The unique challenge of this race would be that it would happen overnight. All races started at 9pm. I prepared for this by going to bed at 3am each night the week prior to the event and taking naps to adjust my sleep schedule accordingly. I also woke up early in the morning to run and work out, and then did the same at 9 or 10pm to ensure that I would be able to stay up throughout the night. This is very difficult for me as I normally wake up at 5am to work out and am fast asleep by 10:00pm.

The Marmot Tungsten 2P tent on the left is DA BOMB. The other one, well, not so much.....
On race night, we set up my two tents beforehand. My son had the pleasure of his phone, my tablet and portable charger, and the entire night before him (think multiple seasons of Family Guy on queue) with only occasional visits by mom.

The race began promptly at 7pm, just as the sun had finished setting and the stiflingly hot air became instantly cooler.  Some people wore wings. Others wore sparkle skirts and Marathon Maniac singlets.
At dusk there was an angel.

And there were twinkling lamps, butterflies, and other sparklies at the back trail section of the course.
Much thought had gone into making this event a magical one. When people endeavor to do anything that is difficult or out of their comfort zone (mileage, time, running in general, staying up past 10--which is me--, or literally running in circles for manymanymany hours), anything that makes this effort a more enjoyable experience despite pain and profound disillusionment is highly appreciated. It was indeed magical (and somewhat disorienting, particularly during the witching hours) to suddenly enter into a land of Teva and Chaco-clad faeries.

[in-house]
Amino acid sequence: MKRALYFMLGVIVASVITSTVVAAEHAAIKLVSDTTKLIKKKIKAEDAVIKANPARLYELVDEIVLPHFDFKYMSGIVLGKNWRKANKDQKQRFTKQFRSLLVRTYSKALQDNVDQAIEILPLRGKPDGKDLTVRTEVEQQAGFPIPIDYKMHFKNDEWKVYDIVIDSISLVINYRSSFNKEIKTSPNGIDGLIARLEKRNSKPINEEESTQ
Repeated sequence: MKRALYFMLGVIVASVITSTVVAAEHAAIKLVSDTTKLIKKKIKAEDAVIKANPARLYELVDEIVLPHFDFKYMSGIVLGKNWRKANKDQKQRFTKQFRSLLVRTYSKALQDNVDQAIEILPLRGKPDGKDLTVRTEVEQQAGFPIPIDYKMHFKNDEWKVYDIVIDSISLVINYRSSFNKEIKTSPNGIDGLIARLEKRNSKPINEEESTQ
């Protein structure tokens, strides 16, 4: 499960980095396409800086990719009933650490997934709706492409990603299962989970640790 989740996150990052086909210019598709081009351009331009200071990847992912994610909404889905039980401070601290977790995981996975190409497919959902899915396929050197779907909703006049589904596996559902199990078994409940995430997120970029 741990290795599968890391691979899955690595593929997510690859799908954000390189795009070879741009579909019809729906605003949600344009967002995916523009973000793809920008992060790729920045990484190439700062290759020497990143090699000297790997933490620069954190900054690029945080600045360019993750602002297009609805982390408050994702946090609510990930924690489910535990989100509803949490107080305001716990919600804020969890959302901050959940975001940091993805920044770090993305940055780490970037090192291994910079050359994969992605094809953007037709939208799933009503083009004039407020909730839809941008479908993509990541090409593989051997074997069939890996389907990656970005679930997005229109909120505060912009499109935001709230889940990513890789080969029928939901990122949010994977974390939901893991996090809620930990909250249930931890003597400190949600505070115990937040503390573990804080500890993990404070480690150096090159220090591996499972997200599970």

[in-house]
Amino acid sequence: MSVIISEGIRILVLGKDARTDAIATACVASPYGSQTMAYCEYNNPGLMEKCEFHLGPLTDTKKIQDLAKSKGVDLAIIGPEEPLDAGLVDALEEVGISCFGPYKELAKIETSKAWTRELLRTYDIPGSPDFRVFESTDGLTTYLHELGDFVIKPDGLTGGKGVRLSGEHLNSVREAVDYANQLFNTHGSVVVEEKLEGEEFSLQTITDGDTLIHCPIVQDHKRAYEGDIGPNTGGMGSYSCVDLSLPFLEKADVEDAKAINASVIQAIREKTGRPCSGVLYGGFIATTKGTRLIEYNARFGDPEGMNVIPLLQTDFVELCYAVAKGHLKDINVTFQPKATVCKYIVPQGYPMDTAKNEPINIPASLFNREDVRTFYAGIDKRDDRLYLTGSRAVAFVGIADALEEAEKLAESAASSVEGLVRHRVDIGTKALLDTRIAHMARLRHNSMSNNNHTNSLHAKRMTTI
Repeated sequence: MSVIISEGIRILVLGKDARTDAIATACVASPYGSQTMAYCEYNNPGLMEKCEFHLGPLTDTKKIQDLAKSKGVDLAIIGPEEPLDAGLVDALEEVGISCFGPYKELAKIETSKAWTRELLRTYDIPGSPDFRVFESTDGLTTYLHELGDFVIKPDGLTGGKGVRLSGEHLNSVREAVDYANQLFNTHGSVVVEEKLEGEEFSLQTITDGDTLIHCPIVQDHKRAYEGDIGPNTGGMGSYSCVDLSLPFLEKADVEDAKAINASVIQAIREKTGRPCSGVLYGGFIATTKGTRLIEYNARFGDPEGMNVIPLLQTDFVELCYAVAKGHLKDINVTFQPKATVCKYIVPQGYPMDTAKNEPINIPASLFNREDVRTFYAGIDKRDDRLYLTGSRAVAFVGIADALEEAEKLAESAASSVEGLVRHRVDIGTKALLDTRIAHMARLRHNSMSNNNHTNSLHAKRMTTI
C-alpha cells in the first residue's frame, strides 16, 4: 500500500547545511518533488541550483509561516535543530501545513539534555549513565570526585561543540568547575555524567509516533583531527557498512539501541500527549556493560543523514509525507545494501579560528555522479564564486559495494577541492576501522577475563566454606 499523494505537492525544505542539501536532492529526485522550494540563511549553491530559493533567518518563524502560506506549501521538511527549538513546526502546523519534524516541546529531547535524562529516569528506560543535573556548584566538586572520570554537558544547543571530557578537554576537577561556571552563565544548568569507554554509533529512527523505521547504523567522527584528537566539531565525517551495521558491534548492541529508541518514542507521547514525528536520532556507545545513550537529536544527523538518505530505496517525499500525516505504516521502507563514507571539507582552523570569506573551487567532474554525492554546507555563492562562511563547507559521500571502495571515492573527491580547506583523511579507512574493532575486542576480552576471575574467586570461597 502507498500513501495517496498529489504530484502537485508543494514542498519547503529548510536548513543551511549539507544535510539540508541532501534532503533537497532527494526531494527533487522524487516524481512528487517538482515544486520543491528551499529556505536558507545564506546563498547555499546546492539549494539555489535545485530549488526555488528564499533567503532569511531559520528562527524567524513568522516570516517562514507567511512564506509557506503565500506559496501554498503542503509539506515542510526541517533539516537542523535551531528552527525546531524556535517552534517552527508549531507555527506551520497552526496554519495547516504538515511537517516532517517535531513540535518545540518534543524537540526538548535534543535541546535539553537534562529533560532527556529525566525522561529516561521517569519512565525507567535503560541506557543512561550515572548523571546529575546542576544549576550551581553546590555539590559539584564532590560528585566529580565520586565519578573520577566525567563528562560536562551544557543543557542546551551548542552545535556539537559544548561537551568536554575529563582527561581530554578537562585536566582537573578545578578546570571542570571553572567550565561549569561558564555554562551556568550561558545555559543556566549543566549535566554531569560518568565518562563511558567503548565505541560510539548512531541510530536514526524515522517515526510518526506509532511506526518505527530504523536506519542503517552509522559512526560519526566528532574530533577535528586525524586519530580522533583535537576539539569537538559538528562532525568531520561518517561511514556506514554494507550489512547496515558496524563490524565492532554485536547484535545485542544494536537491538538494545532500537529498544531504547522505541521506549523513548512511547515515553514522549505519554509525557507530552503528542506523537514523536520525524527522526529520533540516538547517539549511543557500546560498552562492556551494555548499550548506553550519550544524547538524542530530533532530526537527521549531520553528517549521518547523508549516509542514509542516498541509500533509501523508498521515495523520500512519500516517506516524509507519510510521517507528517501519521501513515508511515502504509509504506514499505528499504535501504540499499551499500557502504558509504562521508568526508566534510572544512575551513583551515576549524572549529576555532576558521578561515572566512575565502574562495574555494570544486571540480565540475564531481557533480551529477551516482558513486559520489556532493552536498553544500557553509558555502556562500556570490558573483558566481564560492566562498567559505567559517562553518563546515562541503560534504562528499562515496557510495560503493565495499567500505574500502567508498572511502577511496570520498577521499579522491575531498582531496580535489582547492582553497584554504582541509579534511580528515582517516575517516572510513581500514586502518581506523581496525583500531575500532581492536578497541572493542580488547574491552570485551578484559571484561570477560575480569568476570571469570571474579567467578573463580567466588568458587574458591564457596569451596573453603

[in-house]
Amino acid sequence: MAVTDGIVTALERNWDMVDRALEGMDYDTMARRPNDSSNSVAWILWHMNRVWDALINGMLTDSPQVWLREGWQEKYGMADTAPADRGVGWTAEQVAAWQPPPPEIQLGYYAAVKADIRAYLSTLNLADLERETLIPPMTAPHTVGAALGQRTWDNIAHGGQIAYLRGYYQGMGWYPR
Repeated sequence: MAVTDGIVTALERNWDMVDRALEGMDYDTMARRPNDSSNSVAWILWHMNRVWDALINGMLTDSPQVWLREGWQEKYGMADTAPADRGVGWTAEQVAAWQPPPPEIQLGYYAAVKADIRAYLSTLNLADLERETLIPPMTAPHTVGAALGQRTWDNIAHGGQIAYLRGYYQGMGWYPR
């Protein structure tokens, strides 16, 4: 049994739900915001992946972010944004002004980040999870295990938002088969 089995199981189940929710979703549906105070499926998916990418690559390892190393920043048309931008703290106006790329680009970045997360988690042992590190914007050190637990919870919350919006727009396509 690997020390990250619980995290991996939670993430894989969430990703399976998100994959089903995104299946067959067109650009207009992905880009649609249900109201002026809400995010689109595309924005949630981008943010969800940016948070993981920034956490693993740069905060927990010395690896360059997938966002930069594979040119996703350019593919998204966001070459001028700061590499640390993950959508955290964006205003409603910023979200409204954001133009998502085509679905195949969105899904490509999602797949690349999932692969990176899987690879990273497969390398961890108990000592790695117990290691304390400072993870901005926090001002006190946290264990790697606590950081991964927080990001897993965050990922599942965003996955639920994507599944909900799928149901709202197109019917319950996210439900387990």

There were also faeries
The hours passed. The mosquitoes flew back to wherever they had come from. The air was cool, the night was quiet, and a random deer hung out right near the start, wondering why there were faeries and colorful lamps on the periphery of her homestead.

There were people that were in for three, six, twelve, and twenty-four hours. The numbers dwindled seriously after the 6 hour mark. There were a few left for the 12-hour and even fewer left for the 24-hour, because only truly demented people do that.

I ran and walked, walked and ran. Shuffled some, sat some. Stretched, changed shoes, talked with friends, offered encouragement to them, and received the same.

You know what? You actually can eat too much watermelon, which is basically a Fiber One bar in water. Lesson learned. The port-a-potty would be my best friend the entire night, in addition to my son's iPod.

I even gave Rebecca the side-eye when she mentioned that her feet were hurting after 16 miles.

"So? You keep going."

And she did. Rebecca finished a marathon that morning. She had never run any distance beyond six miles prior to the MSND hourly race. I was and am exceedingly proud of her! How many people surprise themselves like that in such a profound way? Rebecca is now a proud owner of a 26.2 sticker.

I did 32 miles and was finished. Done.

We both took a nap in the sun that had already dried up the copious amount of dew that had covered everything. At 9:20 we were given medals. At 10 we had breakfast, and at 11 we drove back to our respective homes.


  1. Wow, this sounds like so much fun (and such a challenge)! I hadn't heard of races like this before where there's no specific distance. Kudos to your friend for finishing her first marathon :)

  2. Absolutely fantastic! I would love to do this! Great job to both of you!!!!

  3. I am so encouraged by your strength. I take it with me on my runs. Although I struggle with increasing my speed, I have added distance and consistency. Thank you for what you do that reminds me we big girls can do this!

  4. You are so awesome!!! Just so inspiring and beautiful to me... thank you for doing what you are doing.

  5. Glad to hear your take this! I love this park.